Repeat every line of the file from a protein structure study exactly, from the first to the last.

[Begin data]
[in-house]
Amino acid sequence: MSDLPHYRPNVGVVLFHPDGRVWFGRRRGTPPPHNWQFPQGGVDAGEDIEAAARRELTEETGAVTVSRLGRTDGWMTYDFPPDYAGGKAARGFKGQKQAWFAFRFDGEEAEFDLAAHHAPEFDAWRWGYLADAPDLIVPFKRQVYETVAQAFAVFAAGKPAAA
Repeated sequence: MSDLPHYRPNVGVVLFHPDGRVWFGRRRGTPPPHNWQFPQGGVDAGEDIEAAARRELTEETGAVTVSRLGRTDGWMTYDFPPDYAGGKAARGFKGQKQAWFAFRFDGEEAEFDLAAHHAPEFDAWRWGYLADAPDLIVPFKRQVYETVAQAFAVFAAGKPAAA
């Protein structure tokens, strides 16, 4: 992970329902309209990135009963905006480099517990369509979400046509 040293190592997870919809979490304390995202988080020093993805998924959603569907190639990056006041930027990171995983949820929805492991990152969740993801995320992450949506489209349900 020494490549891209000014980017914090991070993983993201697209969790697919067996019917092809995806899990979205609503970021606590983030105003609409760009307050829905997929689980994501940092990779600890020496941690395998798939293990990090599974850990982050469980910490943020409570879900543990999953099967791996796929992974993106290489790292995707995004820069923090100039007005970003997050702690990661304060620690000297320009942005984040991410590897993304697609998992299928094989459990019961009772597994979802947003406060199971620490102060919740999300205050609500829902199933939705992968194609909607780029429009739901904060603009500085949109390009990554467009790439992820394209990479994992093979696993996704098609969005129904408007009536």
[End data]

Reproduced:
[in-house]
Amino acid sequence: MSDLPHYRPNVGVVLFHPDGRVWFGRRRGTPPPHNWQFPQGGVDAGEDIEAAARRELTEETGAVTVSRLGRTDGWMTYDFPPDYAGGKAARGFKGQKQAWFAFRFDGEEAEFDLAAHHAPEFDAWRWGYLADAPDLIVPFKRQVYETVAQAFAVFAAGKPAAA
Repeated sequence: MSDLPHYRPNVGVVLFHPDGRVWFGRRRGTPPPHNWQFPQGGVDAGEDIEAAARRELTEETGAVTVSRLGRTDGWMTYDFPPDYAGGKAARGFKGQKQAWFAFRFDGEEAEFDLAAHHAPEFDAWRWGYLADAPDLIVPFKRQVYETVAQAFAVFAAGKPAAA
């Protein structure tokens, strides 16, 4: 992970329902309209990135009963905006480099517990369509979400046509 040293190592997870919809979490304390995202988080020093993805998924959603569907190639990056006041930027990171995983949820929805492991990152969740993801995320992450949506489209349900 020494490549891209000014980017914090991070993983993201697209969790697919067996019917092809995806899990979205609503970021606590983030105003609409760009307050829905997929689980994501940092990779600890020496941690395998798939293990990090599974850990982050469980910490943020409570879900543990999953099967791996796929992974993106290489790292995707995004820069923090100039007005970003997050702690990661304060620690000297320009942005984040991410590897993304697609998992299928094989459990019961009772597994979802947003406060199971620490102060919740999300205050609500829902199933939705992968194609909607780029429009739901904060603009500085949109390009990554467009790439992820394209990479994992093979696993996704098609969005129904408007009536």